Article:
Seven steps for selecting a high-security padlock
October 21, 2014
Magnificent Seven steps for selecting a high-security padlock
Choose the right high-security padlock by thinking like the thief who’ll use brute force to smash it and its fittings to get at your valuables. He’ll apply considerable amounts of force to cut, break or drill through it – or simply tear it and its hasp away from the door or gate it’s protecting.
That means the best thief-proof padlock must be:
• resistant to cutting
• resistant to twisting
• tough to drill
• part of an overall security solution. The world’s strongest padlock is of no use whatsoever if it’s fastened to the world’s weakest door using inadequate fittings.
Things to look for
1. Build quality: Properly-engineered locks are best. Look for models with parts machined to very accurate tolerances and locking mechanisms incorporating ball bearings. Proper engineering to accurate tolerances using the best materials makes locks more resistant to attack. Raised shoulders around the shackle help to conceal it. Make sure it’s fitted the right way round, if the shoulders are at only one side of the shackle.
2. Shackle: The best option is to choose a lock with just a small amount of the shackle visible, so there is no space for the cutters to be applied. Pick the right hasp and staple (the parts that fit permanently to the door) and the shackle can be completely hidden.
3. What metals? Padlocks are made using primarily brass and steel, but look also for weather-resistant coatings like zinc, chrome or plastic, and reinforced construction methods.
4. Hardened, stainless, or both?: You’ll notice the words ‘hardened’ and ‘stainless’ on good quality locks. Both words refer to the steel they’re made from. ‘Hardened’ describes processes during manufacture, involving carefully-controlled heating and cooling stages. The result is steel that’s harder to cut or break. ‘Stainless’ is about what’s in the steel to make it resistant to rusting.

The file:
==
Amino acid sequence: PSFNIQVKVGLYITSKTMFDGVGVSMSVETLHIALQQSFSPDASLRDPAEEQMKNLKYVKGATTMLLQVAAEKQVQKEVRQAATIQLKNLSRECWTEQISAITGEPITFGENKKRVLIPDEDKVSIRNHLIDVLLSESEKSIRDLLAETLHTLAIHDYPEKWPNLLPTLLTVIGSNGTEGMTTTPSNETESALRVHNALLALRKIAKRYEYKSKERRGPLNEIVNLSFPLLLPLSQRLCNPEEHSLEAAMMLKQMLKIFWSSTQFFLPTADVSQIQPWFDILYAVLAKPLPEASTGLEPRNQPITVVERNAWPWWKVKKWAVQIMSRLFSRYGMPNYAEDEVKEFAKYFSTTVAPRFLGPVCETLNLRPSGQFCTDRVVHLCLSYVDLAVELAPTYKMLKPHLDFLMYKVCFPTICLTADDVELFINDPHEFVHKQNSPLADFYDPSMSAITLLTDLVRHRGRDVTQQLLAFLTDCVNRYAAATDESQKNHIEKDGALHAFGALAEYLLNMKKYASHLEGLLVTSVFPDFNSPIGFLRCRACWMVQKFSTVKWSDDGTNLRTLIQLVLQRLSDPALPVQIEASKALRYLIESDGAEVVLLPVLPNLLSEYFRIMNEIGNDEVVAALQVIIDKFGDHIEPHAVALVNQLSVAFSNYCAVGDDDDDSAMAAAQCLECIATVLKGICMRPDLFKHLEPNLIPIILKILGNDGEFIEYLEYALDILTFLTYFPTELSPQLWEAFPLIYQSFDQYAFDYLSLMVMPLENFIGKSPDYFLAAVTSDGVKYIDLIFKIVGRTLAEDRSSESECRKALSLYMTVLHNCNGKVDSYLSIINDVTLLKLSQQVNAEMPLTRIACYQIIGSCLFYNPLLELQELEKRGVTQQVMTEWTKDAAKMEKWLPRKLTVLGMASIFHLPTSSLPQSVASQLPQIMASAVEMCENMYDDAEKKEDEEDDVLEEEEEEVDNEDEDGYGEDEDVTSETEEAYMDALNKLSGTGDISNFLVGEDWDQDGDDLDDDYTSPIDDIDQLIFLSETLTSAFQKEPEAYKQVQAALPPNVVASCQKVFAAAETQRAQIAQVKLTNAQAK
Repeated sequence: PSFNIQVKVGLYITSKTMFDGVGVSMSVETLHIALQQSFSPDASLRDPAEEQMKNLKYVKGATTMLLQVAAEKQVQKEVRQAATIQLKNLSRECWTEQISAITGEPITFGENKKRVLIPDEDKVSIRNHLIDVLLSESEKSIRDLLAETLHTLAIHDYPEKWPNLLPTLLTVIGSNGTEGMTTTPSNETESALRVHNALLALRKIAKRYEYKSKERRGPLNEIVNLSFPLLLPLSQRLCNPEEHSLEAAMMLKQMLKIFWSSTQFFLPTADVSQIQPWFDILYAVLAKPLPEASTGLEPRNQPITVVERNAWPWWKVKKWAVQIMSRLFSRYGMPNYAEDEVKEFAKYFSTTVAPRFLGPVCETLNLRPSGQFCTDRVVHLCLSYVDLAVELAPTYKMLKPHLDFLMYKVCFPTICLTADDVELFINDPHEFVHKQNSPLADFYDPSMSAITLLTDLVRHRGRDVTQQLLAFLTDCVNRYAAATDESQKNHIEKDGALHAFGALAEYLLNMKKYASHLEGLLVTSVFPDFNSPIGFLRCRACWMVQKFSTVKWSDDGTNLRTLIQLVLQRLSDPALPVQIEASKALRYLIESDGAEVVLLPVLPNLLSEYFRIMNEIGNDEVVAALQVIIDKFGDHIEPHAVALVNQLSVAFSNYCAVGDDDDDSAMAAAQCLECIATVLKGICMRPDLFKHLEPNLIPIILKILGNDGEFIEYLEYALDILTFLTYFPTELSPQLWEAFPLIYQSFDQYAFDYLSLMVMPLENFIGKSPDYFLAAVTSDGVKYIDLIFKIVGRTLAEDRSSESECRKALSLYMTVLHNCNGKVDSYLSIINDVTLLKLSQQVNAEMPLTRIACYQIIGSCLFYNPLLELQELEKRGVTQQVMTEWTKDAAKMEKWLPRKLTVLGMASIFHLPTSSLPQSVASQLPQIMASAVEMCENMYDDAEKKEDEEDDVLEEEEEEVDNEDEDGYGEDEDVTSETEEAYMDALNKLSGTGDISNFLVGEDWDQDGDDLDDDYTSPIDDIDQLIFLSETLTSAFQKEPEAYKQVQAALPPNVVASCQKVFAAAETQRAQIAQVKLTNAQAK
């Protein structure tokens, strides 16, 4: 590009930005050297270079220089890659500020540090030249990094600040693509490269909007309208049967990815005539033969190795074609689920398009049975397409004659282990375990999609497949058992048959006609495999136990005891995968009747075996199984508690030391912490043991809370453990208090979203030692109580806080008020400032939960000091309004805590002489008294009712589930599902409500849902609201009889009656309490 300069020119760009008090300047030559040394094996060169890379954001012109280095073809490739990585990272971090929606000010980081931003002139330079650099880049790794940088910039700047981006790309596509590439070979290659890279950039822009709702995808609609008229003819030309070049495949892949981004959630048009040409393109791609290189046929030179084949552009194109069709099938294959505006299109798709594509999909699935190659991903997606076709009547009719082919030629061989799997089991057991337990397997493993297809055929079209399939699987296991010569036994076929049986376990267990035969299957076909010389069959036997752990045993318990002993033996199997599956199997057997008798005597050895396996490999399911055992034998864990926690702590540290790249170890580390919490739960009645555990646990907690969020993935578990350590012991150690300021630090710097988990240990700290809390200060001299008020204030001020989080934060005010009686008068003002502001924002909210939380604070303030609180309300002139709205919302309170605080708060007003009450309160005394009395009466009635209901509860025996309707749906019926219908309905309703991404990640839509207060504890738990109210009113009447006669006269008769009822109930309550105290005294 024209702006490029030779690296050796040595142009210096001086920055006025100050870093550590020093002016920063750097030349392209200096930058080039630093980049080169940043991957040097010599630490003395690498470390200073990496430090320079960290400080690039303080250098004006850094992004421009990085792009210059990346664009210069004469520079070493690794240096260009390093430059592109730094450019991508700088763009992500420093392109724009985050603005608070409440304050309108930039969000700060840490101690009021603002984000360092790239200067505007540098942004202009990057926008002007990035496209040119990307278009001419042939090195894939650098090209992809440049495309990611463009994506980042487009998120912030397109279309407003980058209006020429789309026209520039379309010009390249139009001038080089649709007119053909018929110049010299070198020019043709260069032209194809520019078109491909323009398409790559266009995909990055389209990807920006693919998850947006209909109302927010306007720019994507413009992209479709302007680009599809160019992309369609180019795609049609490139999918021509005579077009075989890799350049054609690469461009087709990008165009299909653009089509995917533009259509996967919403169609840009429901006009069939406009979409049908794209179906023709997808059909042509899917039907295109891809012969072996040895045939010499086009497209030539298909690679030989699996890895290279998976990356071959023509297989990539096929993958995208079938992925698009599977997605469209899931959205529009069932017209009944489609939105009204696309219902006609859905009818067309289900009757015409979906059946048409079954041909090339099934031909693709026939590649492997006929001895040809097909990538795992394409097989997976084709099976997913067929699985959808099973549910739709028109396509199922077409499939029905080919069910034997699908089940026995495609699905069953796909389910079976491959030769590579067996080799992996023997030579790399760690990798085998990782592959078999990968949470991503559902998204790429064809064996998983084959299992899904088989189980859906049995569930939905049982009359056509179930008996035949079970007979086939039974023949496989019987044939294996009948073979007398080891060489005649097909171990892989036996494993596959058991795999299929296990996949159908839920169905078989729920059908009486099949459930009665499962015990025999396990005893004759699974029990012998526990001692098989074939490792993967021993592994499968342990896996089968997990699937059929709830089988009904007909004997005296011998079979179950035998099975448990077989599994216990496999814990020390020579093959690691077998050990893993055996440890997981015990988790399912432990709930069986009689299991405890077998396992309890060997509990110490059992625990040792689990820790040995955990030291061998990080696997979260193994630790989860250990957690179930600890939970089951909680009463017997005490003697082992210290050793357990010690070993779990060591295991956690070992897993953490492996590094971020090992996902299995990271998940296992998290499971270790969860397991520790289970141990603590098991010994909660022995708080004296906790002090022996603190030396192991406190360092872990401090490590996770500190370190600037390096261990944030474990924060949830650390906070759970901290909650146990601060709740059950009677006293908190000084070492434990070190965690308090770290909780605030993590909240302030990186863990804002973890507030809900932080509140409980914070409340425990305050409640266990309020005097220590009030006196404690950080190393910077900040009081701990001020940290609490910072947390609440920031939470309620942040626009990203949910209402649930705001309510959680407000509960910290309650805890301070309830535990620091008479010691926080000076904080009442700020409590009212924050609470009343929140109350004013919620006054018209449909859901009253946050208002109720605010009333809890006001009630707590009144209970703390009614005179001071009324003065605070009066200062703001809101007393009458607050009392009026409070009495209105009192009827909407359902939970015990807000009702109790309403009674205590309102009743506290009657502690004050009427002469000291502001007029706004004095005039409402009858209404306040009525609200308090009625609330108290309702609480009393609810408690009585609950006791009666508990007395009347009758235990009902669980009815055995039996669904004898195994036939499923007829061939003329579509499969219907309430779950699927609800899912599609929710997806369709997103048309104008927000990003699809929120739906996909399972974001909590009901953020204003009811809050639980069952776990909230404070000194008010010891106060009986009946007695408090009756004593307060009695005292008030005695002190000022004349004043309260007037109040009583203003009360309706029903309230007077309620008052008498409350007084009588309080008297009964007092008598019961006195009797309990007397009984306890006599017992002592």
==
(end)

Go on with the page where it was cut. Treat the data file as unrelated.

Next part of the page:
5. What about keys?: Choose a lock offering the largest-possible number of key variations. The more there are, the less likely it is that a key can be copied. Some also offer keys that can’t be copied at all, with replacements available only from the manufacturer after you’ve proved you have a right to buy them.
6. Third-party approvals: You’re not going to be able to test a padlock before buying it – but there’s no need to. Independent testing bodies have done the hard work already. Look out for the following approvals:
Sold Secure: Standard owned by the Master Locksmiths’ Association. Respected by the Home Office, Police and insurance industry. Liaises with police to keep abreast of new techniques used by thieves.
Kite Mark: Oldest quality mark. Owned by the British Standards Institute. Used internationally. Recognised as a benchmark for the very best.
7. After you’ve bought it
No padlock is a ‘fit and forget for ever’ product. Manufacturers go to great lengths to make quality locks, but none last indefinitely. Be prepared to replace them over time, but extend their lives with a little lubrication. It works wonders in enhancing corrosion protection for a metal device that living permanently outdoors!